Reticulated Giraffe

ORDER: Artiodactyla

FAMILY: Giraffidae

GENUS: Giraffa

SPECIES: camelopardalis reticulata

Head-body length 12-15 ft.; height to horn tips 15-18 ft.; weight 1700-4200 lbs (males). Females are a foot or two shorter and a couple of hundred pounds lighter. Both sexes have horns, although the females horns are smaller. G.c. reticulata is a bit smaller than the other subspecies. Varieties are told apart largely by pattern. Reticulated are characterized by large polygons separated by cream-colored lines rather like a large net thrown over a colored ground, hence the name"reticulated" giraffe. Color ranges from tan to deep chocolate brown, especially in old males who tend to darken as they age.

Open woodland and wooded grassland throughout sub-Saharan Africa. Reticulated giraffe are confined to north-eastern Kenya, eastern Sudan and Eritrea.

Herbivorous. Highly selective browsers feeding primarily on a variety of Acacia and Combretum species. Over a hundred species may be eaten, depending on what is seasonally available. Although mostly leaves and shoots are taken, giraffe also eat flowers, vines and herbs. Giraffe have also been seen to eat weaver-bird nests with young inside, and may chew on bones, perhaps to gain additional minerals. An average of 16-20 hours per day are spent feeding and up to 140 lbs of fresh browse are taken. Thorns do not seem to be a deterrent to feeding; the long, prehensile, muscular tongue (which can be extended up to 18 inches), thick, gluey saliva, and special upper palate shape enable the giraffe to process thorny foods. They are ruminants with a 4-chambered stomach.

Giraffe form scattered herds, the compositions of which are constantly changing. Although gregarious, the individual is the social unit in giraffe society. Home ranges are large, about 46 sq. miles. Bulls are non-territorial and exhibit a dominance hierarchy. Young bulls determine dominance with "necking displays Unknown nomadic males may stimulate serious fighting with sledgehammer blows being exchanged, using the side of the head. Dominant males father most of the young. Males become sexually mature at about 42 months but seldom have a chance to breed until 8 or more years old. Females first conceive in their fifth year of age. Gestation is about 15 months. Calves are born in special calving grounds from a standing female, thus dropping some 6 feet to the ground. Birth weight is 100-150 pounds; height is 6 feet. They can stand on wobbly legs about five minutes after birth and begin to feed about 20 minutes later. Groups of calves may be found together waiting for their mothers to come by to nurse. Offspring begin browsing in their first month and are rarely observed to suckle after they start eating leaves. First year calf mortality is about 58%. Lions are the major predator, but calves may be taken by hyenas, leopards and African wild dogs. Life expectancy is 25 years.

Giraffe drink water if it is available but can go weeks without it; they rely on the morning dew and the water content of of their food. Their very long necks are an adaptation to feeding at high levels in the treetops. The neck veins contain valves and a network of tiny veins (rete mirabile) to prevent blackouts when the animal lowers its head to drink. In addition to keeping track of predators, their extreme long-range visual acuity enables visual communication with other giraffe over several miles. Giraffe can run at speeds up to 35 mph.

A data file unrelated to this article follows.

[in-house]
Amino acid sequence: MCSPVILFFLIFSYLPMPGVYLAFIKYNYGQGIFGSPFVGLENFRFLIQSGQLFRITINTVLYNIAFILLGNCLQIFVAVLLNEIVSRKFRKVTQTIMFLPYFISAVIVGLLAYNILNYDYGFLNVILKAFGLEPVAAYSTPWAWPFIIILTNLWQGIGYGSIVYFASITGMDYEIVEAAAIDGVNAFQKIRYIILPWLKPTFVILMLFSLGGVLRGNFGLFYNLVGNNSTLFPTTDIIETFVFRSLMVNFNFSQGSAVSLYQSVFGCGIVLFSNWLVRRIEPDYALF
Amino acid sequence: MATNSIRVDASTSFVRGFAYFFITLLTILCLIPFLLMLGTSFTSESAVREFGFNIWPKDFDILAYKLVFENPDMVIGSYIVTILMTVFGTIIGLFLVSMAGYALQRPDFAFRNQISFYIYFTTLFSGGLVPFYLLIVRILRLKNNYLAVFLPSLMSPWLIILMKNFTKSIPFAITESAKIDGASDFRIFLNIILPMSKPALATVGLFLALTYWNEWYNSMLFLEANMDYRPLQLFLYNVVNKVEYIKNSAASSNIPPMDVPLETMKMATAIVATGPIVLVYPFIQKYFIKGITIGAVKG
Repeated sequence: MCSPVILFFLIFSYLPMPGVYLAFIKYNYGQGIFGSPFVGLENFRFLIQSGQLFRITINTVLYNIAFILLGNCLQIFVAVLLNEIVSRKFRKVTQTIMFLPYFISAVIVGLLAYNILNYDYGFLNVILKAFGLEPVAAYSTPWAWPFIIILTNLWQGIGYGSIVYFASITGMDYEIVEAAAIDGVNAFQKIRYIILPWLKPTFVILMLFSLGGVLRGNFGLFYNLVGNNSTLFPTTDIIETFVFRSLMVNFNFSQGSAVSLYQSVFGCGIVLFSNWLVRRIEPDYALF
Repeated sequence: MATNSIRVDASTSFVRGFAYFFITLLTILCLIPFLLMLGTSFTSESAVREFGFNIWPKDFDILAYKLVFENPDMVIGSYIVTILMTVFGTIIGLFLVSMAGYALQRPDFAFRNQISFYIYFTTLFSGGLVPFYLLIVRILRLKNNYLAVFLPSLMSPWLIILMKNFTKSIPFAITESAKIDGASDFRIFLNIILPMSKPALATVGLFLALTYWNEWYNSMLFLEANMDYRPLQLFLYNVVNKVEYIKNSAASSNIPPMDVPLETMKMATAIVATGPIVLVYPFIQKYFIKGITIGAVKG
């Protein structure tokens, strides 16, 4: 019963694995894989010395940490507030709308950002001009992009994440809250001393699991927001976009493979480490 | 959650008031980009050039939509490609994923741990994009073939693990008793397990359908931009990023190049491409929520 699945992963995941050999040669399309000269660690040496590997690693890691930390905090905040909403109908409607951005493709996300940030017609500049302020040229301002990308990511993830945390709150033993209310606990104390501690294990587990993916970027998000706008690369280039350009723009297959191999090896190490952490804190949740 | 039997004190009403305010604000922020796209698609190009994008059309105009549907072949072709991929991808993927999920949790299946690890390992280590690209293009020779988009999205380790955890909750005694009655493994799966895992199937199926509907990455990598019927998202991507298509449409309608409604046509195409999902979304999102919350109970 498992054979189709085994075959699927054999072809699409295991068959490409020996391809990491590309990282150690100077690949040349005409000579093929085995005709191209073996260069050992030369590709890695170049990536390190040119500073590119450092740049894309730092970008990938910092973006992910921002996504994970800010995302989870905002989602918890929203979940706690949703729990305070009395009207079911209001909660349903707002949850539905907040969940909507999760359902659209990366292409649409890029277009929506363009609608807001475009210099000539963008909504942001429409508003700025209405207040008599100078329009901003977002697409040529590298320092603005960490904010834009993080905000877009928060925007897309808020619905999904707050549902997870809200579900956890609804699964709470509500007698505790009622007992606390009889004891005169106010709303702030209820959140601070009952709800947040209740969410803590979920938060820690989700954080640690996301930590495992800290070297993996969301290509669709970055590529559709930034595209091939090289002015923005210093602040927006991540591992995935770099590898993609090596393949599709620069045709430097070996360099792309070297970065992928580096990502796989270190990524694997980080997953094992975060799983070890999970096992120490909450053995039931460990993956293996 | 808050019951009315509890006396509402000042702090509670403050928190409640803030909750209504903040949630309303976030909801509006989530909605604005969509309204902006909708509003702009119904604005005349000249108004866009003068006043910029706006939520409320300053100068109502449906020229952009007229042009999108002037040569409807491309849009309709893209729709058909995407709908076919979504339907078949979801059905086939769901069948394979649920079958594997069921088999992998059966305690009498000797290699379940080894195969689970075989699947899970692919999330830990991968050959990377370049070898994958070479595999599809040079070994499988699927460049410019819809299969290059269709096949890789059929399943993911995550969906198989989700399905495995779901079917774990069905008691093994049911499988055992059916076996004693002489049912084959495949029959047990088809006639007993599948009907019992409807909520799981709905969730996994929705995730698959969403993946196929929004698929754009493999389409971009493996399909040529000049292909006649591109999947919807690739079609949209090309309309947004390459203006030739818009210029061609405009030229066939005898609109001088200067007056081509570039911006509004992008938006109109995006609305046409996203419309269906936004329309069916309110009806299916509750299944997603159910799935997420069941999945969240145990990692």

There are a number of misconceptions about giraffe. One is that they cannot make any sound. Although generally quiet, they have been heard to grunt, snort and bleat. Another is that they never lie down. In fact, they often lie down to sleep, with head and neck lying across the flanks, although these sleeping periods tend to be brief - one to twenty minutes. The length of the forelegs in relation to the hind has been exaggerated. In fact, they are both about the same size (the foreleg is 1/10th longer than the hind). It is the high dorsal spines of the shoulder which give the false impression of a difference in limb length. They have only seven vertebrae in their neck, the same number as man. Horns are bony masses covered with skin and tufts of hair and are not really horns at all. They may represent relics of pedicels from which antlers grew ages before (since giraffe are fairly closely related to deer). Conspecific fights are effected by neck wrestling and head banging; defense against predators is characterized by striking out with the forefeet. Males have extra bone deposits on their skulls for fighting.

The Giraffes can be found in the African Veldt. 4 Males. 4 Females. In our current collection, there are two females and one male that came here from other zoos. All the others were born here.

Giraffe are still common in East and South Africa, although their distribution in West Africa has been fragmented by poaching. The tourist trade in giraffe hair bracelets has encouraged poaching. The species is listed as Vulnerable by IUCN.


  1. Dagg, Anne Innis and J. Bristol Foster. The Giraffe: Its Biology, Behavior, and Ecology. Van Nostrand Reinhold Company, 1976.
  2. Kingdon, Jonathan. East African Mammals: An Atlas of Evolution in Africa. The University of Chicago Press, 1979.
  3. Macdonald, David. The Encyclopedia of Mammals, Facts on File Publications, New York, 1984.
  4. Nowak, Ronald. 1991. Walker Mammals of the World, 5th Ed, Vol II. Johns Hopkins University.